Friday, November 13, 2009

"Babes or bugs: you can't have both!"

So I just watched the movie Sick Girl from Showtime's Masters of Horror anthology, and I found more than a few problems with it. For those not in the know, the series features one-hour films by "the foremost filmmakers of fright." In this particular episode, a lebian entomologist, her dream girl, and a South American parasitic mystery bug named Mick fall in love. All of them. And in the great tradition of pseudo-scientific monster flicks like Mimic, The Fly, and Species, it’s ridiculous.


The film conflates spiders, millipedes, snails and insects, which are all vastly disparate denizens of the animal kingdom: in one scene two spiders and two dragonflies are pinned to a board of beetles. If we're going to accept that “bug” is an acceptable overarching term in the first place – it’s not – the screenwriter should at least know the difference between arthropods and mollusks. We also find out that the word "proboscis" is applicable to anything extend-y (which leads to a charming penis joke) regardless of position in body plan and function. These scientists are haplessly uninformed and strangely unwilling to accept the possibility of a new species. “An insect that hunts and kills mammals? Come on, there's no such thing!” an entomologist scoffs at one point, despite the fact that the specimen is the size of a dinner plate. This “bug,” cutely dubbed Mick, is vaguely arachnid and vaguely mantid, with sucking mouth parts and non-functional wings, if they exist at all. The fact that the researchers couldn't determine the sex of an unknown species was taken as a point of spookiness, whereas in biology hermaphroditic, asexual and even intersexed species or individuals are rampant. The real question - whether it has six legs or not - is evaded by the use of quick camera work and cheesy effects.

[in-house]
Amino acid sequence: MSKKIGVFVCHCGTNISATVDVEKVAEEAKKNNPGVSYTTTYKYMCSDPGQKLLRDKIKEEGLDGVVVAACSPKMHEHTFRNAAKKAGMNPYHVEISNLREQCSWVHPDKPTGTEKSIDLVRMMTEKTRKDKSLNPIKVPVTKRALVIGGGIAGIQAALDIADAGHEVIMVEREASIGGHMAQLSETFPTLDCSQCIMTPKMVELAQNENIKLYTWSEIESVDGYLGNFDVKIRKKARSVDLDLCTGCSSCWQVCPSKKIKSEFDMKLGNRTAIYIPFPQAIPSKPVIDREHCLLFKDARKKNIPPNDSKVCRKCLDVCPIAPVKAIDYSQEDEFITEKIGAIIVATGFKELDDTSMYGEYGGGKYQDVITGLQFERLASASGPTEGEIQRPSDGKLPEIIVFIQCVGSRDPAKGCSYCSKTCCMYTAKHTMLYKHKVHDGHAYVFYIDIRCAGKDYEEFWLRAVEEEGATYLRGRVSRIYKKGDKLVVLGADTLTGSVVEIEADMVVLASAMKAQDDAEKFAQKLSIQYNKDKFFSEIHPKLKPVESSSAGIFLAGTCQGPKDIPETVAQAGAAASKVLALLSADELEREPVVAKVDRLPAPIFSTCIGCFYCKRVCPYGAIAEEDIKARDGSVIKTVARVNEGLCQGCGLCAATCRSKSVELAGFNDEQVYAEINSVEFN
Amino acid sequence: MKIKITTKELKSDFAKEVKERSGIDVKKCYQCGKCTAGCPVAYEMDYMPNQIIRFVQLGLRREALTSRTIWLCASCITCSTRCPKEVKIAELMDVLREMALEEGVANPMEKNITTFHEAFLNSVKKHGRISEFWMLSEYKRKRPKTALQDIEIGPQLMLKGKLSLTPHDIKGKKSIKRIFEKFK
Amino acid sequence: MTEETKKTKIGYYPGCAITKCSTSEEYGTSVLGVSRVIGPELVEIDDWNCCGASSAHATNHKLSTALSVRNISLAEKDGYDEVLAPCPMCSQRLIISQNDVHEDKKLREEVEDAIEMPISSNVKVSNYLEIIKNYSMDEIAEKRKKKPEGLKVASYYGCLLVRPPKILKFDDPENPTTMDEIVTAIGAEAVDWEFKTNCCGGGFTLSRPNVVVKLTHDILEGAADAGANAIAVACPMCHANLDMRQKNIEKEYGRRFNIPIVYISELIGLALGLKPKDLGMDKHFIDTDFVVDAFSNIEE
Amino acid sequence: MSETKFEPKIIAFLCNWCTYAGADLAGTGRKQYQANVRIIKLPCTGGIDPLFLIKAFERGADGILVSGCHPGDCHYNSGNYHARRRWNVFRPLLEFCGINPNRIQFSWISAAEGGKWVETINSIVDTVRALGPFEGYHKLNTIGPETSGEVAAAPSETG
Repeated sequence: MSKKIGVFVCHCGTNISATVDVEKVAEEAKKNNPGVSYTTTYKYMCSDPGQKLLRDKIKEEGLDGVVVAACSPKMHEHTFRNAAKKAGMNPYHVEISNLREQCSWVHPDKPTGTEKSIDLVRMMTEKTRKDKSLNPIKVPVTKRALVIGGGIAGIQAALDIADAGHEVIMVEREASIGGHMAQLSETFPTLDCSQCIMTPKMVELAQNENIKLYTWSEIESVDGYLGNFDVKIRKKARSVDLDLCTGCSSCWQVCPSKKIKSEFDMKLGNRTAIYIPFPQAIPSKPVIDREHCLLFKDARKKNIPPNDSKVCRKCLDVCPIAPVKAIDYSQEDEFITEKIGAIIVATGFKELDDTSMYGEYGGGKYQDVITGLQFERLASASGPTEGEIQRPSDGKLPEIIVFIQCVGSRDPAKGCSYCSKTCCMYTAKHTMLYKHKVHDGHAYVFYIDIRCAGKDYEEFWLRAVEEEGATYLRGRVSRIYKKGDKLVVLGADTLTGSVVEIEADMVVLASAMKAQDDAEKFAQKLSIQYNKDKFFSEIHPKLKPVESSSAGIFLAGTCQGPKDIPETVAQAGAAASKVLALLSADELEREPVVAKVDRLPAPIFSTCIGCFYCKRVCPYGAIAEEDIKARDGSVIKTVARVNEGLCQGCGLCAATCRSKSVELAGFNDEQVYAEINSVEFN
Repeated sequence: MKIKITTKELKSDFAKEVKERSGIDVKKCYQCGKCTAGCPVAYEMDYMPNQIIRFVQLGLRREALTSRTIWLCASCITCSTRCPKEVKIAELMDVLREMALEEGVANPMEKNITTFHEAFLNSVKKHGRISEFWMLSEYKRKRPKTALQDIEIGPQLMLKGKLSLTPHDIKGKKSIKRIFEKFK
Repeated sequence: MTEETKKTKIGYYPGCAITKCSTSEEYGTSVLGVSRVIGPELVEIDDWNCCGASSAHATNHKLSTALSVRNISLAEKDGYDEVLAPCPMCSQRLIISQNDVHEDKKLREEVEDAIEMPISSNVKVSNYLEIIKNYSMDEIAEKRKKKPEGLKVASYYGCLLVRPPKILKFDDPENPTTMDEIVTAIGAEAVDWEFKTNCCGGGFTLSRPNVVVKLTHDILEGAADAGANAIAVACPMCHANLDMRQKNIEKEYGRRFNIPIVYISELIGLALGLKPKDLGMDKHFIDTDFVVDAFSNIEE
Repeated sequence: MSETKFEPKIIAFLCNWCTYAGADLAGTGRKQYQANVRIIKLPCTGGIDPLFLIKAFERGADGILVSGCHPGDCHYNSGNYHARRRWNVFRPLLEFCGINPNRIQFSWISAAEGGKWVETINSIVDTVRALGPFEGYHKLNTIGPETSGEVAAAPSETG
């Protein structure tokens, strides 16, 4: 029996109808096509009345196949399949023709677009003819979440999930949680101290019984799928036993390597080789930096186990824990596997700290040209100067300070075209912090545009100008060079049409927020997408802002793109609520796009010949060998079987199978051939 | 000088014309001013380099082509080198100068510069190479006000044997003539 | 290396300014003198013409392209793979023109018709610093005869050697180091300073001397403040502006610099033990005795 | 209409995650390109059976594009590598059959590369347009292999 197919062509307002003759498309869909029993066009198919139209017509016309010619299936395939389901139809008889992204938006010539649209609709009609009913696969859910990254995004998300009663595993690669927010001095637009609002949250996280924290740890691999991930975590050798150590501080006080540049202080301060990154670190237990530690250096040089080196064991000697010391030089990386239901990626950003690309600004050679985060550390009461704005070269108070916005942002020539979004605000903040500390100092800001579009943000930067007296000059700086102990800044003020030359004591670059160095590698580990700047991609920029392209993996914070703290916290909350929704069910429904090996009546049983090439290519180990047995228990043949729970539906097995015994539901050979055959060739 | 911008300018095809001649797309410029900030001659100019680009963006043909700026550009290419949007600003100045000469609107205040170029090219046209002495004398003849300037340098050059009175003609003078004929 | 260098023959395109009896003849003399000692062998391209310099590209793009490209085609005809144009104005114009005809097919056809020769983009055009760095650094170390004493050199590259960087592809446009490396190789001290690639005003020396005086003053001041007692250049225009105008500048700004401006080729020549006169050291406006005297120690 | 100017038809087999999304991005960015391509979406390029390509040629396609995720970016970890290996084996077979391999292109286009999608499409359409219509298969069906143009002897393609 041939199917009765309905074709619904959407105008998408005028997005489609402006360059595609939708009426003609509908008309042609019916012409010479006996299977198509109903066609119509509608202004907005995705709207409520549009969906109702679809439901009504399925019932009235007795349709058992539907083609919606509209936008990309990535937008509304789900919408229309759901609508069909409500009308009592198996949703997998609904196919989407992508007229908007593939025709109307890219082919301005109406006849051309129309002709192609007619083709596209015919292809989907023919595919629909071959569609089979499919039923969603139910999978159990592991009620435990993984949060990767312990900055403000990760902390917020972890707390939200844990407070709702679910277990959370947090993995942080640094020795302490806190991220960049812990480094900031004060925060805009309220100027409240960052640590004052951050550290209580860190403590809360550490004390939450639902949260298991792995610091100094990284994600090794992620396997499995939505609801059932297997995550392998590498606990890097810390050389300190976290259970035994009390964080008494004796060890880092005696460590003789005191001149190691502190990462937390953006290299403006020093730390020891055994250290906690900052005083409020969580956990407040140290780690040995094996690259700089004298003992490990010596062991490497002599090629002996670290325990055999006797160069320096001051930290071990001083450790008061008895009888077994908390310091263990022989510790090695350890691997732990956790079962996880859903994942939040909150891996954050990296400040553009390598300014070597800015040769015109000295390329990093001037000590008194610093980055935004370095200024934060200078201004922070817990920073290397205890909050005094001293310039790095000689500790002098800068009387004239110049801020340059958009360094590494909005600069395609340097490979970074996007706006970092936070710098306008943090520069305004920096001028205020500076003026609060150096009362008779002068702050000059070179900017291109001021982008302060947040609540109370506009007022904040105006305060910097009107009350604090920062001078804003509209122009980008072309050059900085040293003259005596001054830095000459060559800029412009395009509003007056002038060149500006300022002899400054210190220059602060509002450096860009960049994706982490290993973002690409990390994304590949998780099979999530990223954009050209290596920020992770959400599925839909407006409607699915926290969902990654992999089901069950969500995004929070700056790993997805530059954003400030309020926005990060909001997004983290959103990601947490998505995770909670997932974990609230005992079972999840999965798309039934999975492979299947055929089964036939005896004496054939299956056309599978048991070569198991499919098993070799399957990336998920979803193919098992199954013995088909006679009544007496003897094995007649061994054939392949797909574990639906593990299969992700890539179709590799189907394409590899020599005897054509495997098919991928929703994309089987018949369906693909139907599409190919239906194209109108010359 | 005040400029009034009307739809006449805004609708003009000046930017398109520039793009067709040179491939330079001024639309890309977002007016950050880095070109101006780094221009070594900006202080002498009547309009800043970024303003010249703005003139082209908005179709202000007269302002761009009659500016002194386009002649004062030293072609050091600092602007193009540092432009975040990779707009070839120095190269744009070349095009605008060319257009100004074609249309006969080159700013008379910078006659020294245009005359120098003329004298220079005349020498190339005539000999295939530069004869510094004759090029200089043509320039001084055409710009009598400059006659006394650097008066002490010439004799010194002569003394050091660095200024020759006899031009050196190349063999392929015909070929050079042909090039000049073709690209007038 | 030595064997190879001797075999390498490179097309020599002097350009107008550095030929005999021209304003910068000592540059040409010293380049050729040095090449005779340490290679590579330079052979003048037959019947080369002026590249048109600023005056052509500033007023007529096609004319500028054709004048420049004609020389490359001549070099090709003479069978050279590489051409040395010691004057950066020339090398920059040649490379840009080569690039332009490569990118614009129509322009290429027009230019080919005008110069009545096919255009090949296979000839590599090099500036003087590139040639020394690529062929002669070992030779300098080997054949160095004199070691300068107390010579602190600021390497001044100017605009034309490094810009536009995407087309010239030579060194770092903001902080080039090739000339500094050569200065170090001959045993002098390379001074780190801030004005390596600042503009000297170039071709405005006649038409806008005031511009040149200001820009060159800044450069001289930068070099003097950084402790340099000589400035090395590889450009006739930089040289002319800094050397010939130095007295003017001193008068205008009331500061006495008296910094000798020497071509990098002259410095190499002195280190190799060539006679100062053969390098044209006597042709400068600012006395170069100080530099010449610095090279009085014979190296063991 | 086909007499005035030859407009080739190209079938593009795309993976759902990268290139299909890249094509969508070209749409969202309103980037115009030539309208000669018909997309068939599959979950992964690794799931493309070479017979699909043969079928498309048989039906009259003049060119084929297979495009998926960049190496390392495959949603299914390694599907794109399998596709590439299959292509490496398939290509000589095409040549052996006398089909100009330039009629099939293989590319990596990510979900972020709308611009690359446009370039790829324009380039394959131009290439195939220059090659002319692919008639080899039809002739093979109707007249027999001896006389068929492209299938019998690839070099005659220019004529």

Not only is the film uninformed, it perpetuates the stereotype of entomologists - in particular female entomologists - as socially-deficient weirdos, a trope emphasized by the protagonist's "deviant" sexual preference for other women. This makes sense in terms of director Lucky McKee's other work (in particular, 2002's May, another weirdo-romance story also featuring Angela Bettis), but in this case her undesirability is directly related to her enthusiasm for bugs: she's the ick-equivalent of the crazy cat lady, baby-voicing the tarantulas that are perpetually crawling all over her while the audience takes its cue to squirm. While cutesy and sympathetic, the placement of this story under the auspices of horror cements the “extreme” status of both “bugs and babes.”

Some other gems o’ skewed-logic that we can glean from Sick Girl:

- Brazil is a place where wondrous demon bugs roam wild, because it's tropical and stuff

- The irresistable urge to add screechy sounds and mucus to everything vaguely monstrous/unknown is never wrong, regardless of the biology you’re ripping off

- Pencil drawings of faeries make for good art

- Lesbians are always hot

It’s hard to say whether this story is to be taken as an individual case or a symptom of general attitudes towards "bugs," those who study them, and alternative sexualities. Maybe it's just a stupid horror movie.

At least the soundtrack was decent.

posted by Anne Chino

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